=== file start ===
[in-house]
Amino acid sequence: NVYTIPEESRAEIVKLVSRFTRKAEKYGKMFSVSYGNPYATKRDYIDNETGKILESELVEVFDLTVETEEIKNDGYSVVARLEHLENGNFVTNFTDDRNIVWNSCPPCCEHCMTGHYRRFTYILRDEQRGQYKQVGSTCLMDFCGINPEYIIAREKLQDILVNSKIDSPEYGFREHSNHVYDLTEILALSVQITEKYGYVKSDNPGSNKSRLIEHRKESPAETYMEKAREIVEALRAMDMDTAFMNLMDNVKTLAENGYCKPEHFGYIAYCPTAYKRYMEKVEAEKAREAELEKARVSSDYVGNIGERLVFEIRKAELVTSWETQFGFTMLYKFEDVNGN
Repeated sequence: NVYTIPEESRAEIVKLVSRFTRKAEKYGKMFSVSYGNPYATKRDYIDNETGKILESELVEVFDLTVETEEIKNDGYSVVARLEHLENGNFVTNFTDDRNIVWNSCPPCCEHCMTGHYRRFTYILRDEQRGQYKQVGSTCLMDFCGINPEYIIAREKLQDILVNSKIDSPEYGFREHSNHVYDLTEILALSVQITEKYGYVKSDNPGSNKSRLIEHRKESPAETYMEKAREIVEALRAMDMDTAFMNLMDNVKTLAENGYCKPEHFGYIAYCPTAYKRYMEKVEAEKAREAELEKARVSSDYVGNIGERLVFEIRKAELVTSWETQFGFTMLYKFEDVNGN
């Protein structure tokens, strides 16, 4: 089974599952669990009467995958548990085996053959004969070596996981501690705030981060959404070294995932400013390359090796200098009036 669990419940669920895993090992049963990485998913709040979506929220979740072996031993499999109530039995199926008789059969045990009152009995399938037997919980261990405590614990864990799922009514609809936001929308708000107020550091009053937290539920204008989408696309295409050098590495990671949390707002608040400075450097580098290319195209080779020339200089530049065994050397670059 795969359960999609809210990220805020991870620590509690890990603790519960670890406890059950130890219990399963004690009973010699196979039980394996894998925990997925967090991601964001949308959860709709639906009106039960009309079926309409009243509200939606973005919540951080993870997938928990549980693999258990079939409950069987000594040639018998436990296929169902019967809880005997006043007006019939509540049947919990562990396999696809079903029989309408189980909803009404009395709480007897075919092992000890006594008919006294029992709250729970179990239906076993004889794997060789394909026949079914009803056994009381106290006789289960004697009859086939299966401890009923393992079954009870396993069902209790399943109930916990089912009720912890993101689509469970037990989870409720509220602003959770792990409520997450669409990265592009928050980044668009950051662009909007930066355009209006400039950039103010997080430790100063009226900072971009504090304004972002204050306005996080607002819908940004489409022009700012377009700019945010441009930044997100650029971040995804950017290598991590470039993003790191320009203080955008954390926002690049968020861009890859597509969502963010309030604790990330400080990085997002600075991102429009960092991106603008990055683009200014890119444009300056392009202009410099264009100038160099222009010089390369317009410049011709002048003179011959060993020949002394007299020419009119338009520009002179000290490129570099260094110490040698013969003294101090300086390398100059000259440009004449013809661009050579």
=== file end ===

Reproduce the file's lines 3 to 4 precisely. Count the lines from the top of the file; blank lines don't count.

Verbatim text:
Repeated sequence: NVYTIPEESRAEIVKLVSRFTRKAEKYGKMFSVSYGNPYATKRDYIDNETGKILESELVEVFDLTVETEEIKNDGYSVVARLEHLENGNFVTNFTDDRNIVWNSCPPCCEHCMTGHYRRFTYILRDEQRGQYKQVGSTCLMDFCGINPEYIIAREKLQDILVNSKIDSPEYGFREHSNHVYDLTEILALSVQITEKYGYVKSDNPGSNKSRLIEHRKESPAETYMEKAREIVEALRAMDMDTAFMNLMDNVKTLAENGYCKPEHFGYIAYCPTAYKRYMEKVEAEKAREAELEKARVSSDYVGNIGERLVFEIRKAELVTSWETQFGFTMLYKFEDVNGN
């Protein structure tokens, strides 16, 4: 089974599952669990009467995958548990085996053959004969070596996981501690705030981060959404070294995932400013390359090796200098009036 669990419940669920895993090992049963990485998913709040979506929220979740072996031993499999109530039995199926008789059969045990009152009995399938037997919980261990405590614990864990799922009514609809936001929308708000107020550091009053937290539920204008989408696309295409050098590495990671949390707002608040400075450097580098290319195209080779020339200089530049065994050397670059 795969359960999609809210990220805020991870620590509690890990603790519960670890406890059950130890219990399963004690009973010699196979039980394996894998925990997925967090991601964001949308959860709709639906009106039960009309079926309409009243509200939606973005919540951080993870997938928990549980693999258990079939409950069987000594040639018998436990296929169902019967809880005997006043007006019939509540049947919990562990396999696809079903029989309408189980909803009404009395709480007897075919092992000890006594008919006294029992709250729970179990239906076993004889794997060789394909026949079914009803056994009381106290006789289960004697009859086939299966401890009923393992079954009870396993069902209790399943109930916990089912009720912890993101689509469970037990989870409720509220602003959770792990409520997450669409990265592009928050980044668009950051662009909007930066355009209006400039950039103010997080430790100063009226900072971009504090304004972002204050306005996080607002819908940004489409022009700012377009700019945010441009930044997100650029971040995804950017290598991590470039993003790191320009203080955008954390926002690049968020861009890859597509969502963010309030604790990330400080990085997002600075991102429009960092991106603008990055683009200014890119444009300056392009202009410099264009100038160099222009010089390369317009410049011709002048003179011959060993020949002394007299020419009119338009520009002179000290490129570099260094110490040698013969003294101090300086390398100059000259440009004449013809661009050579």